Music is everywhere. It’s on the radio while driving, it’s played in shops and at weddings, it’s what gives movies its dramatic effects and it’s even found within the rhythm of our heartbeat. Music is life, and it has the ability to make us feel and to heal our emotions.
Slowly we are seeing music therapy creeping its way more and more, into the medical world and into mental health. Few weeks ago, during a busy shift on a mental health ward, we had an education session solely on just playing drums. I’ll admit, first it felt funny being dragged aside on a busy shift for an education session on drums. Most of us laughed at each other and exchanged funny looks, as we sat there in a round circle with our big African drums. Not knowing that even just by laughing together, and releasing all our tensions into playing the drums was going to be healing in itself.
So how does music actually help with symptoms of depression and anxiety? A study by Castillo et al (2010), showed that those who received music therapy showed a statistically significant improvement in their depressive symptoms. Music helped with treating anhedonia, or loss of pleasure. Certain types of music such as Mozart, was also shown to improve the regulation of dopamine, which is a chemical involved in feelings of pleasure and reduction of depressive symptoms. In a study by Guetin et al (2009), music therapy also showed a reduction in symptoms of anxiety for even up to 2 months.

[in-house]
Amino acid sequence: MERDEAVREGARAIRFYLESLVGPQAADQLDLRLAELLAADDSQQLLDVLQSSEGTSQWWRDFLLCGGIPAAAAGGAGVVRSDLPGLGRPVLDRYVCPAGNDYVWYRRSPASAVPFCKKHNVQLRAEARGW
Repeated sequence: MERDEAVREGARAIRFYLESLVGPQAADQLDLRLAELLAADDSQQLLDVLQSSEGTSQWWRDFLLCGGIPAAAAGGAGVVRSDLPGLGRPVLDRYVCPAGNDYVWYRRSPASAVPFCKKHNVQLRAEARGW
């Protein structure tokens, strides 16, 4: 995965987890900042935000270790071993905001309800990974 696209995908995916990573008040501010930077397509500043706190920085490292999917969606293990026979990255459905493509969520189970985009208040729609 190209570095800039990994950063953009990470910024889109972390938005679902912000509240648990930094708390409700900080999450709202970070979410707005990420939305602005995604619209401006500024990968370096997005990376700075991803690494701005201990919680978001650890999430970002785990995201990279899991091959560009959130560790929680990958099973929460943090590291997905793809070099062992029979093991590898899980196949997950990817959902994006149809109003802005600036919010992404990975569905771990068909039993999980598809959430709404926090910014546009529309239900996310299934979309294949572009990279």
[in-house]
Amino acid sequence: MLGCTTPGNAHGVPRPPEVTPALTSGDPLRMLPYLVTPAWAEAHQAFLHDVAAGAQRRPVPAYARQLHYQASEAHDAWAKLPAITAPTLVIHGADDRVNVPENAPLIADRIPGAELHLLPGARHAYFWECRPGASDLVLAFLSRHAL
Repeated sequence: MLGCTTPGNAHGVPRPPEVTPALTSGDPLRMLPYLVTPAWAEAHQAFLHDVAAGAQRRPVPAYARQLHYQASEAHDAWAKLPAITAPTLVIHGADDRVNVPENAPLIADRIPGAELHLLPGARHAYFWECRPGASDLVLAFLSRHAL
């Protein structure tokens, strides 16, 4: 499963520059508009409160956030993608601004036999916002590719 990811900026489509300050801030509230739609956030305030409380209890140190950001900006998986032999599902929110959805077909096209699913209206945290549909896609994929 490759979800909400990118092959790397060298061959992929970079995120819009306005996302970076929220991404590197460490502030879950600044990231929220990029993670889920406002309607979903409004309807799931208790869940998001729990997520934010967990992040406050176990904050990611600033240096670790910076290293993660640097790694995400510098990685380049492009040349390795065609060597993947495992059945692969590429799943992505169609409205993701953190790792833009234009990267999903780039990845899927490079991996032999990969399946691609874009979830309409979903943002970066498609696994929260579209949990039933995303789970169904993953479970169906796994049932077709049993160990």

Music also promotes healing, as it’s sociable and meaningful, allowing us to engage with others (Maratos, Crawford & Procter, 2011). During our session we took it in turns to listen to the rhythms played by others, and then tried to repeat the same tunes. We learnt to communicate with each other through music. We laughed, listened and played together.
And of course, it taught us all to be mindful and present. As playing music requires us to be active and to move our bodies, it lets us get away from our minds and our troubling thoughts for a while. It lets us be present in the moment, with no worries about the past and no anxiety about the future. Just us, and the music. By the end of the session, the music therapy had done its magic. We all left feeling much lighter and with smiles on our faces.
Disclaimer: This is not a substitute for any medical treatment or advice. Please always consult with your health care professional.
Castillo-Pérez, S., Gómez-Pérez, V., Velasco, M. C., Pérez-Campos, E., & Mayoral, M. A. (2010). Effects of music therapy on depression compared with psychotherapy. The Arts in Psychotherapy, 37(5), 387-390
Guetin, S., Portet, F., Picot, M. C., Pommié, C., Messaoudi, M., Djabelkir, L., … & Touchon, J. (2009). Effect of music therapy on anxiety and depression in patients with Alzheimer’s type dementia: randomised, controlled study. Dementia and geriatric cognitive disorders, 28(1), 36-46.
Maratos, A., Crawford, M. J. & Procter, S. (2011). Music therapy for depression: it seems to work, but how? [Editorial]. The British Journal of Psychiatry, 199 (2) 92-93. [Online]